The other classes/categories of fruits are **tropical fruits** and **berries**. The key characteristic (similarities) of tropical fruits is that they grow only in hotter climates and berries prefer colder climates:

Some tropical fruits:

- Banana
- Papaya
- Mango

Some berries:

- Grapes
- Strawberry
- Blueberry
- Blackberry
- Raspberry
- Lingonberry

This is how we classify objects with the help of our sense of sight and our memory. We can call classifications or sub-classifications as **sets**. This is also how taxonomists classify flora and fauna and how academia create sub-disciplines of any field, e.g science.

Below is a Venn diagram of the set of fruits. The types of fruits are diverse, but to keep it simple, we show only two (berries and citrus fruits). The type of fruits are the **elements** of the set. The elements of a set (below: Citrus fruits and berries) can have sub-elements.

**Now let’s go back to mathematics: Ratios**

Without the ability to detect patterns via our five senses and memory, ratios will be difficult to understand. Suppose you have harvested 4 oranges and 6 apples throughout the day, this can be expressed in mathematical form called ratios.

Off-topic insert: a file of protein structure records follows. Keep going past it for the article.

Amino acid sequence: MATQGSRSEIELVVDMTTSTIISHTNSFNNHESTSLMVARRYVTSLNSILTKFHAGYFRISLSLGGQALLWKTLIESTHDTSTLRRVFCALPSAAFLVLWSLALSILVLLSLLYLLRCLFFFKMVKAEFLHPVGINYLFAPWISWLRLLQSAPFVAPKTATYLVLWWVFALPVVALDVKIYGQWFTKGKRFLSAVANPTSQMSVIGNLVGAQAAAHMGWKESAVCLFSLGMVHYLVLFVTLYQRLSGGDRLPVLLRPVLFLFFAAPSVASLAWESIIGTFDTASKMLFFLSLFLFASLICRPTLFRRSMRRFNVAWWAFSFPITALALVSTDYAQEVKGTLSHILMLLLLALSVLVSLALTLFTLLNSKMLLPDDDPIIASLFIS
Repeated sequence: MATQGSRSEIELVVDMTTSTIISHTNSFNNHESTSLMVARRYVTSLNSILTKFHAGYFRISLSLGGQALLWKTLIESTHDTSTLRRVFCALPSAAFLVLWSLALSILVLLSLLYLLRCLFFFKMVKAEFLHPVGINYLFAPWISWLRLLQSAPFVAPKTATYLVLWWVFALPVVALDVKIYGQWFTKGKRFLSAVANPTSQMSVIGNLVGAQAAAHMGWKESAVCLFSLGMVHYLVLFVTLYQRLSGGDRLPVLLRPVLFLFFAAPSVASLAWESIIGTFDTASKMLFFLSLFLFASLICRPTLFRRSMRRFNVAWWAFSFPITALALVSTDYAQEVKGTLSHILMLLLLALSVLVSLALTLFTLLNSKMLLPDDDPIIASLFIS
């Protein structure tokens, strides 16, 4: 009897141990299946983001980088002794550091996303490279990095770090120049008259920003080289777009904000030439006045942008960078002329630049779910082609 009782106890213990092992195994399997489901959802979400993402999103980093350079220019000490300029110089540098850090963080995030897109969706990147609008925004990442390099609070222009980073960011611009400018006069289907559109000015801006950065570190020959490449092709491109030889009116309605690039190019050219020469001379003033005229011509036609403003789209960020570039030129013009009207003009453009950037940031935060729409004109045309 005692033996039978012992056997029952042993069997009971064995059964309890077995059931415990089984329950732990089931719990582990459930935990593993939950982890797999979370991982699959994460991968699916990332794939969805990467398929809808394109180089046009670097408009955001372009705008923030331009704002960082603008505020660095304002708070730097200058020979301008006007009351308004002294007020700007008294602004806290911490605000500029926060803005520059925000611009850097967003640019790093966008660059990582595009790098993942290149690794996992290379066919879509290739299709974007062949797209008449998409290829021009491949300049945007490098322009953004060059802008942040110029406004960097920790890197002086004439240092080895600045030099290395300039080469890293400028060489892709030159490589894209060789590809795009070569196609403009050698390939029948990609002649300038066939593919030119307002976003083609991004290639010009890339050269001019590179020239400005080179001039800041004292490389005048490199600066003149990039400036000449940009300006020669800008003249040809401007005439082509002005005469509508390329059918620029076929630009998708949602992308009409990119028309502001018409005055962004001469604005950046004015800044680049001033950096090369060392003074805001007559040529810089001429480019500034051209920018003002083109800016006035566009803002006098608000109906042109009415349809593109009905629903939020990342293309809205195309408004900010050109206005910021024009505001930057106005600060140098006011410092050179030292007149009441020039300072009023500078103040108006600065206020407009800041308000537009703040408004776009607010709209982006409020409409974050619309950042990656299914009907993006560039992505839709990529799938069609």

Suppose you went to your backyard to harvest ripe fruits. Let’s say you select two kinds of fruit and you decide how many to pick up using the proper sequence of English numerals and you jot down how many (quantity) in Hindu-Arabic number symbols in a sticky note.

You jot down 4 oranges and 6 apples on your sticky note. This can be expressed in ratio form as 4 oranges **is to** 6 apples.

In ratio short hand it can be written as **4:6**, the colon (:) is read aloud as “is to”. Just like we can simplify fractions, we can write it instead as **2:3**. Fractions and ratios must always be written in *simplified form* to make it easier to read. Things are better to compare if they are simplified.